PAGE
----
“From what I have found so far, most of the people who took the time to call do have a genuine interest in it,’’ he says. “The ones who are just looky loos are going to the social media accounts and commenting back and forth.’’
In the meantime, the gates to the site are kept locked, and there are security alarms -- so looky loos, be warned.
The auction at 10 a.m. on July 12 will also be at the Hecker Community Center.
“We know it is going to sell that day,’’ Keller says. “So if you want to own a Nike missile launch site be here July 12.’’
From Missiles To Classrooms
About 100 soldiers of the Army’s 62nd Artillery, 1st Missile Battalion, operated the Hecker base, according to a Historic American Engineering Record (HAER) produced in 1994. The base cost about $2.6 million to build, including $22,400 for the land, which was purchased from a local farmer. And those Hercules missiles? The bunkers held 18; they cost about $55,000 a piece.
The Nike bases were all constructed using a basic template. Each consisted of separate control and launch areas that were located 1 to 3 miles apart. At SL-40 in Hecker, the barracks, mess and recreation facilities were at the control area about a mile from the launch site. Those buildings are now part of the campus of the vocational school.
When the Army mothballed the Nike sites, many were bought by local governments and school districts. That was the case in Hecker where the government sold the base for $1 to be used for educational purposes. The control area of the base was extensively remodeled and transformed into classrooms for the Beck Vocational Center, which opened in 1972, the forerunner of today's career center. The Nike missile base in Pacific, Mo., was also converted to a school.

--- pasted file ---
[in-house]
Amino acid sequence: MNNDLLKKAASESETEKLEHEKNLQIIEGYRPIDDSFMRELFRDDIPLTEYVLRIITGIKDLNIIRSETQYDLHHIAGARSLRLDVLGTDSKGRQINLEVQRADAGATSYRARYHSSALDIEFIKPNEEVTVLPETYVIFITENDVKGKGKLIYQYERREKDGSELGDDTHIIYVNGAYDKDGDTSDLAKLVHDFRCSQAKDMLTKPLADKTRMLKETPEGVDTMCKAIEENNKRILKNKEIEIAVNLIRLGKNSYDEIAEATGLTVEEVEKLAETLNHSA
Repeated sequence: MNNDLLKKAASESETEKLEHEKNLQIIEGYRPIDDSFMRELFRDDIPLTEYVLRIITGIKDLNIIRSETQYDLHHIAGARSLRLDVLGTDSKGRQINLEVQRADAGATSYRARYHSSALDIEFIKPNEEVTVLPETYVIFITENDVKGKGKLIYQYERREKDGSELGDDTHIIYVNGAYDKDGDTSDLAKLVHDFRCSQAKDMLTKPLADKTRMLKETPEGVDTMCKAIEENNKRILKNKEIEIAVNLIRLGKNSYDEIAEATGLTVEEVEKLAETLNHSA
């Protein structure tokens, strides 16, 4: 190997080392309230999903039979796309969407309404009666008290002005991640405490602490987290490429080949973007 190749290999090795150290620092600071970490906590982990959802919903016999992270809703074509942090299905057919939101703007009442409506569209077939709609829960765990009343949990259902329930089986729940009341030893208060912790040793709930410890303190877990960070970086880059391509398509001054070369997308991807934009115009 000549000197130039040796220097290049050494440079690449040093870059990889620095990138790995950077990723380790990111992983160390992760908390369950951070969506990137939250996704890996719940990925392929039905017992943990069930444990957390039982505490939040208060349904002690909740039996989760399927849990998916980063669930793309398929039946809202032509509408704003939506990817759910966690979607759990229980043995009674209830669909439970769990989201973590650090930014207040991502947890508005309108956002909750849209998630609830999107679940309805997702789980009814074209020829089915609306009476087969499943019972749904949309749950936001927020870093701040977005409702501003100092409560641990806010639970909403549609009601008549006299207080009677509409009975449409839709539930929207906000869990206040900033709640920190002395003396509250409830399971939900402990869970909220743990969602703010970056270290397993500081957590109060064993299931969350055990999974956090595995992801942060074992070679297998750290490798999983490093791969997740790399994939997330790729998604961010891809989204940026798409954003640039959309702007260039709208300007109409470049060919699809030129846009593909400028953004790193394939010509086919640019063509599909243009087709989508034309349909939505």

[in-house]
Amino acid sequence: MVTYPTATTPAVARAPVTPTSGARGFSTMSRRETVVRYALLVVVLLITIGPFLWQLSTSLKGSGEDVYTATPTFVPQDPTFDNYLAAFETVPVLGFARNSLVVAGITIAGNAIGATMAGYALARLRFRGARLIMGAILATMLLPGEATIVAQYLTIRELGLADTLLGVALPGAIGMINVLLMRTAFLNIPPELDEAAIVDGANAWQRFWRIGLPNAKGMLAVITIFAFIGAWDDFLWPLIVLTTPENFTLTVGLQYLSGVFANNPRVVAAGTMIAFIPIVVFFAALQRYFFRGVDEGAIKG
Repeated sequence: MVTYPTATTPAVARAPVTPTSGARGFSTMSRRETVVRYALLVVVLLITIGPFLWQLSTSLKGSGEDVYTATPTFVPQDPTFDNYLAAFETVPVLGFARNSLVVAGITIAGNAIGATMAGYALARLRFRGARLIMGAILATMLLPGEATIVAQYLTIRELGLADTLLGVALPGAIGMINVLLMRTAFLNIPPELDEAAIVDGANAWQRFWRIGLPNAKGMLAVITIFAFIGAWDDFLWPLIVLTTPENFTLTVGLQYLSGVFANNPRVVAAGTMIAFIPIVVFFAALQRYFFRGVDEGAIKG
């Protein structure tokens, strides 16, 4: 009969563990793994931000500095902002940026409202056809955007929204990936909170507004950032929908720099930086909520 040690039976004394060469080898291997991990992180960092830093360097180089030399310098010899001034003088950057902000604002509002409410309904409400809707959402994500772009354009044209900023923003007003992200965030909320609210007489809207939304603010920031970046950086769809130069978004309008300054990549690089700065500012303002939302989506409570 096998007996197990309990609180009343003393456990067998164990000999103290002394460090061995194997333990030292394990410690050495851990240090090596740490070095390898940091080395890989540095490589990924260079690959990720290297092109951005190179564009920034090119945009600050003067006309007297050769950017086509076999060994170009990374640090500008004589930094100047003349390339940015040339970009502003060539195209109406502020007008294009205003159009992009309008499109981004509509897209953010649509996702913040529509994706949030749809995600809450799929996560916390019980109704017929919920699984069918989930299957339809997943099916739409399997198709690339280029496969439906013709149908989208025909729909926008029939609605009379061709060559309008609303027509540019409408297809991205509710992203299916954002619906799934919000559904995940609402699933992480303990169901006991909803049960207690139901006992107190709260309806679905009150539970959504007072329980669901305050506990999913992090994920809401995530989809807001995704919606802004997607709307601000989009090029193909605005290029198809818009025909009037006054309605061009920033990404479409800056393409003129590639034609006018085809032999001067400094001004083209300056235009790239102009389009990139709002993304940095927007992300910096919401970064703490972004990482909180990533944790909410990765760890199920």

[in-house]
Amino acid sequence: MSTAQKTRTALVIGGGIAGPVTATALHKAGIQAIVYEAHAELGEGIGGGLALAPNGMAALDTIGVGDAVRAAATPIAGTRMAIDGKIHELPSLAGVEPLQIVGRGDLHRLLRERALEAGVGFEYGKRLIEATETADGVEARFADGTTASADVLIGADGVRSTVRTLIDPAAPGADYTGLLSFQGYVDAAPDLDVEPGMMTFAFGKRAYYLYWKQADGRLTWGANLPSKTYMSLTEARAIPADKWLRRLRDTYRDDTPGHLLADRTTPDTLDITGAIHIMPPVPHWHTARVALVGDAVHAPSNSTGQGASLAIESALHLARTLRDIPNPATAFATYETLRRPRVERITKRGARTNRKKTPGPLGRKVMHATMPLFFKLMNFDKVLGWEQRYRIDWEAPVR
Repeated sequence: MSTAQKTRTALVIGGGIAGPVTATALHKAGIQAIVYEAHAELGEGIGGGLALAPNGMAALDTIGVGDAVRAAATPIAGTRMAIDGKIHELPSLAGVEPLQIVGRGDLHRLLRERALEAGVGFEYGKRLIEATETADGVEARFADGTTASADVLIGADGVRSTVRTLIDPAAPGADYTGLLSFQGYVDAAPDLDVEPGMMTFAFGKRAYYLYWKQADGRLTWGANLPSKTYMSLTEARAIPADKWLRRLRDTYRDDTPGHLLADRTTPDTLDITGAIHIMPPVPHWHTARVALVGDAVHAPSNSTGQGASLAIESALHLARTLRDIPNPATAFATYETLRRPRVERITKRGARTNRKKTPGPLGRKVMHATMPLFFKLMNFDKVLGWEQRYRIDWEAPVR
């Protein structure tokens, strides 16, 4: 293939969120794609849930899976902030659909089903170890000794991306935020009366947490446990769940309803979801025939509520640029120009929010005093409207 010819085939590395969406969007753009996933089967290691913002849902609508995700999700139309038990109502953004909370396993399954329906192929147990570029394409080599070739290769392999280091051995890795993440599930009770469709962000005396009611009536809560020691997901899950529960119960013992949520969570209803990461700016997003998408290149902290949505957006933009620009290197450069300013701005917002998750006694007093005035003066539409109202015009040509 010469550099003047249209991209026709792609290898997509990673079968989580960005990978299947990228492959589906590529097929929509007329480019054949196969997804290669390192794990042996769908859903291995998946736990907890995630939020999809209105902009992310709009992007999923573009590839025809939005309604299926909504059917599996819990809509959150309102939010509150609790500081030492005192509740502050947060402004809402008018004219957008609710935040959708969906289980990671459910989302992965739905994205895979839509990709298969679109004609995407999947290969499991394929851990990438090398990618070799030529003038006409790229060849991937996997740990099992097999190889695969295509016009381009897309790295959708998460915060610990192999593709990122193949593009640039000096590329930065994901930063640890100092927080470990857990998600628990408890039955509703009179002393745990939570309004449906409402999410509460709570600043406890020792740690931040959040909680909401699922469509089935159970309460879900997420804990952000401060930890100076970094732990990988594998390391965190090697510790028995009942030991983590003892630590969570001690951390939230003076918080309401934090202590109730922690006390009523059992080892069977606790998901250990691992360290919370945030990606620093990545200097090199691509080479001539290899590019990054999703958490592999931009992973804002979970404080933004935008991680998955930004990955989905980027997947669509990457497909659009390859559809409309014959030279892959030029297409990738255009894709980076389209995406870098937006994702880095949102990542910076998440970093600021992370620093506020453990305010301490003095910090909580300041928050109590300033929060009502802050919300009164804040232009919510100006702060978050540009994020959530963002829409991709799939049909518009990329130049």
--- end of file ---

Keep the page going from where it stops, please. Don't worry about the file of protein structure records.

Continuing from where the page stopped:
CCSI serves 12 high schools stretching from Columbia and Dupo in the north to Chester and Sparta in the south. It provides vocational training in welding, automotive service, auto body, law enforcement, heating ventilation and air conditioning. The school also offers a separate adult training program for licensed practical nurses and serves as an alternative school for at-risk high school students.
Mark Stuart, director of CCSI, says the decision to sell the launch area is strictly business; the school hasn’t used the property for decades.
“Initially, we taught diesel repair classes and some auto classes there,’’ Stuart said. “With school funding as it is, particularly in the state of Illinois, we feel that the proceeds could supplement our general fund and enable us to continue to carry on with the programs we have -- and provide a little financial cushion or security to keep our programs running.’’
Cold War Memories: Missiles In Our Backyard
St. Louisans of a certain age, who can recall watching the Gateway Arch rise from the Mississippi riverfront from 1963 to 1965, are likely to also remember fallout shelters and civil defense drills: Duck and cover, as demonstrated in a government film.
The Cold War was part of the fabric of everyday life.
“What World War II had taught military planners was that the main threat would no longer come from the ground or the sea but from the air,” says Krister Knapp, who teaches Cold War history at Washington University. “U.S. military planners thought that a large aircraft attack would come across the North Pole from the Soviet Union and would be directed against Midwestern industrial centers with large civilian populations -- Chicago being first and foremost but St. Louis also ranking high on that list.’’
Worries deepened after the Soviet Union detonated an atomic bomb in September 1949. By the mid-1950s, the U.S. was constructing a national network of air defense installations -- a mix of antiaircraft guns and missile bases.
Initally, St. Louis defenses were limited to 90mm antiaircraft guns, but city officials pressed for Nikes. In May 1958 -- the year construction began on the local missile bases -- the St. Louis Globe-Democrat reported on a mock air attack that would have killed nearly 150,000 St. Louisans.
Not surprisingly, the plan to build missile bases worried some area residents. The Army held a series of public meetings in July 1957 to assure its new neighbors that the St. Louis missile stations would not be “hot targets.”